'Working two or three jobs'
“There’s some people working two or three jobs, trying to make ends meet, put food on the table,” Kerry said. “That’s what this fight is about.”
Kerry’s campaign made a stop in Kingman along the historic Route 66 highway after five days aboard a train that cut through the Midwest into the Southwest. Kerry is challenging Bush, who plans to campaign in the state on Wednesday, for Arizona’s 10 electoral votes.
Nevada, which went for Bush by about 4 percentage points in 2000, offers five electoral votes.
Repeating a frequent criticism of the president’s economic policies, Kerry said he would withdraw tax cuts given to the richest 2 percent of the nation and funnel more money into health care and education.
Video: Punch card voting lingers “We’ve got a Washington, D.C., that’s running away under the control of big money, big influence, and it’s all coming out of your pockets,” he said. “We’ve got to fix this tax code. I’m going to do it in a flash. Give me a nanosecond.”
As part of Kerry’s populist message to the crowd, he said he knows the value of hard work and fairness, despite his own privileged upbringing and said he understands the pressures facing many families.
“They say, John, I’m working harder and harder. I work weekends. I’m working 24-7. I still can’t get ahead, and I don’t have time to be with my family. I don’t have time to be with my kids,” Kerry said.
“Twenty years ago, one breadwinner had the ability to be able to pay the mortgage and pay for college, and you could have a parent at home. That’s gone.”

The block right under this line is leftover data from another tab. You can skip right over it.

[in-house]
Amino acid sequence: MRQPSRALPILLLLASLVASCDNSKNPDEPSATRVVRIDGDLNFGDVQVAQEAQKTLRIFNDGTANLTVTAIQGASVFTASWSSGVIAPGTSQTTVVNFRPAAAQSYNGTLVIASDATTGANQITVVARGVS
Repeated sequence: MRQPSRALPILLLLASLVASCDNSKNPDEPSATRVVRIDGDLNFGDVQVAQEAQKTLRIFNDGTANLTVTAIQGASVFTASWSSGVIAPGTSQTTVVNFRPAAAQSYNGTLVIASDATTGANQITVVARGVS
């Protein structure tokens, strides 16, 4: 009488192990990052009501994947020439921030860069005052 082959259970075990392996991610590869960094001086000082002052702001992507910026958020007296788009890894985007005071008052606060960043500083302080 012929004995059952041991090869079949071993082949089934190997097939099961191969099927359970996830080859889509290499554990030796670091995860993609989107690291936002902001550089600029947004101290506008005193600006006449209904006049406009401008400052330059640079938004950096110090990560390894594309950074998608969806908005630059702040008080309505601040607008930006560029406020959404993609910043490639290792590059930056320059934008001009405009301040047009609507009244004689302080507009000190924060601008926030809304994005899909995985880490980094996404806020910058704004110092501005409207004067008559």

Doug Wilson, the campaign’s Arizona state director, said Kerry hopes to appeal to the state’s growing Hispanic population and many Native Americans. He also hopes to make inroads among moderate Republicans and the independents moving into Arizona from places such as California.
“It’s arriving as a real possibility for all Democrats,” Wilson said. “The challenge for Kerry in a place like this is to get beyond the stereotypes” painted by opponents.
In Arizona, Kerry got off the train that took his two-week coast-to-coast campaign from St. Louis into the Southwest. He called it an “extraordinary” trip but also admitted the sight of some riders on Harley-Davidsons made him yearn for his own motorcycle.
Anti-Kerry ad draws complaints
Also Tuesday, three campaign finance watchdog groups filed a complaint accusing a group of Vietnam veterans of violating the campaign finance law by airing an ad that challenges Kerry’s military record.
Democracy 21, the Center for Responsive Politics and the Campaign Legal Center argue that the ad by Swift Boat Veterans for Truth violates a federal ban on the use of unlimited donations, often referred to as “soft money,” to influence federal elections.
In the ad, the group accuses Kerry, a decorated Vietnam veteran, of lying about his war record and betraying fellow veterans by later protesting the conflict. Veterans who served with Kerry on his swiftboat have said the group is lying, and Republican Sen. John McCain of Arizona has called the ad “dishonest and dishonorable.”
The group bought $500,000 worth of airtime to run the ad in Wisconsin, Ohio and West Virginia.
In the complaint to the Federal Election Commission, the watchdog groups argued that Swift Boat Veterans for Truth should have used only limited contributions from individuals known as hard money on the ad and should disclose its donations and spending in reports to the FEC.
'Open and shut'
“We this think is open and shut, that the only purpose of this group is to influence the presidential election,” said Fred Wertheimer, head of Democracy 21.
Mike Russell, a spokesman for Swift Boat Veterans for Truth, said the ad is legal because it does not tell viewers which candidate they should vote for in the presidential race.
“The ads are not meant to influence the presidential election. The ads are meant to tell the truth about John Kerry’s service record so people can make their own decisions,” Russell said.
The veterans group said it has at least 5,000 new contributors and has raised more than $230,000 since the ad started running last week.
The Associated Press contributed to this report.